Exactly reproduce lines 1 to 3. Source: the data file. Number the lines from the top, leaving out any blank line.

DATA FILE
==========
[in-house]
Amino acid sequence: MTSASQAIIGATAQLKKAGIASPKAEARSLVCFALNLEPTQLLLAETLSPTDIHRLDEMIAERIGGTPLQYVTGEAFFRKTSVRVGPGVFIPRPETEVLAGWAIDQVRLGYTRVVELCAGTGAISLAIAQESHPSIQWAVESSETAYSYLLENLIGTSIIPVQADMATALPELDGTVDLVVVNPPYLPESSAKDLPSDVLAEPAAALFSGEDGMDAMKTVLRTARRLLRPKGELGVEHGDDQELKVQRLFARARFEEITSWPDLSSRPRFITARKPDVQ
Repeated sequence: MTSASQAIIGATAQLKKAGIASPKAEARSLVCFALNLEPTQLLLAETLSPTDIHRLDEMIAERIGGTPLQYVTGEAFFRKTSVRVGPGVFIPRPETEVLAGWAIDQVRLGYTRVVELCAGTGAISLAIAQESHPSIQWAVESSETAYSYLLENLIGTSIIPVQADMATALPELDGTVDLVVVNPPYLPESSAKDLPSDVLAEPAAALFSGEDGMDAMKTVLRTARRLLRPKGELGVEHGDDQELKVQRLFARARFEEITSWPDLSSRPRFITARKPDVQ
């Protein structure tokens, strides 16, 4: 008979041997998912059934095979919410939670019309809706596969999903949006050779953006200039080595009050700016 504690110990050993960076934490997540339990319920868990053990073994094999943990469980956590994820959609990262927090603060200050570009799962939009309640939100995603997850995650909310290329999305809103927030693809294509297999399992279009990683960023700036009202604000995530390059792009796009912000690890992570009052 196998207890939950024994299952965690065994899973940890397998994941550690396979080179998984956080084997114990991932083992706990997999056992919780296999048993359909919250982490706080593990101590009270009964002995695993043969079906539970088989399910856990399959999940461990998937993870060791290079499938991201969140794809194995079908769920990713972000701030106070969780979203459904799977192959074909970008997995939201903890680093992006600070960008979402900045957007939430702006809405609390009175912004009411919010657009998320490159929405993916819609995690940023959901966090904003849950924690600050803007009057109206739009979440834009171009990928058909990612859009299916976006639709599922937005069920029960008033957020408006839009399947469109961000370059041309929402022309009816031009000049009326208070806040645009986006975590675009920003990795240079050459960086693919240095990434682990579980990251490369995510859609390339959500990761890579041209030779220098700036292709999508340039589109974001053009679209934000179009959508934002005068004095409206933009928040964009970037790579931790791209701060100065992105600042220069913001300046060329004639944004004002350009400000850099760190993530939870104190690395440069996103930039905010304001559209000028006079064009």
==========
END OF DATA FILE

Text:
[in-house]
Amino acid sequence: MTSASQAIIGATAQLKKAGIASPKAEARSLVCFALNLEPTQLLLAETLSPTDIHRLDEMIAERIGGTPLQYVTGEAFFRKTSVRVGPGVFIPRPETEVLAGWAIDQVRLGYTRVVELCAGTGAISLAIAQESHPSIQWAVESSETAYSYLLENLIGTSIIPVQADMATALPELDGTVDLVVVNPPYLPESSAKDLPSDVLAEPAAALFSGEDGMDAMKTVLRTARRLLRPKGELGVEHGDDQELKVQRLFARARFEEITSWPDLSSRPRFITARKPDVQ
Repeated sequence: MTSASQAIIGATAQLKKAGIASPKAEARSLVCFALNLEPTQLLLAETLSPTDIHRLDEMIAERIGGTPLQYVTGEAFFRKTSVRVGPGVFIPRPETEVLAGWAIDQVRLGYTRVVELCAGTGAISLAIAQESHPSIQWAVESSETAYSYLLENLIGTSIIPVQADMATALPELDGTVDLVVVNPPYLPESSAKDLPSDVLAEPAAALFSGEDGMDAMKTVLRTARRLLRPKGELGVEHGDDQELKVQRLFARARFEEITSWPDLSSRPRFITARKPDVQ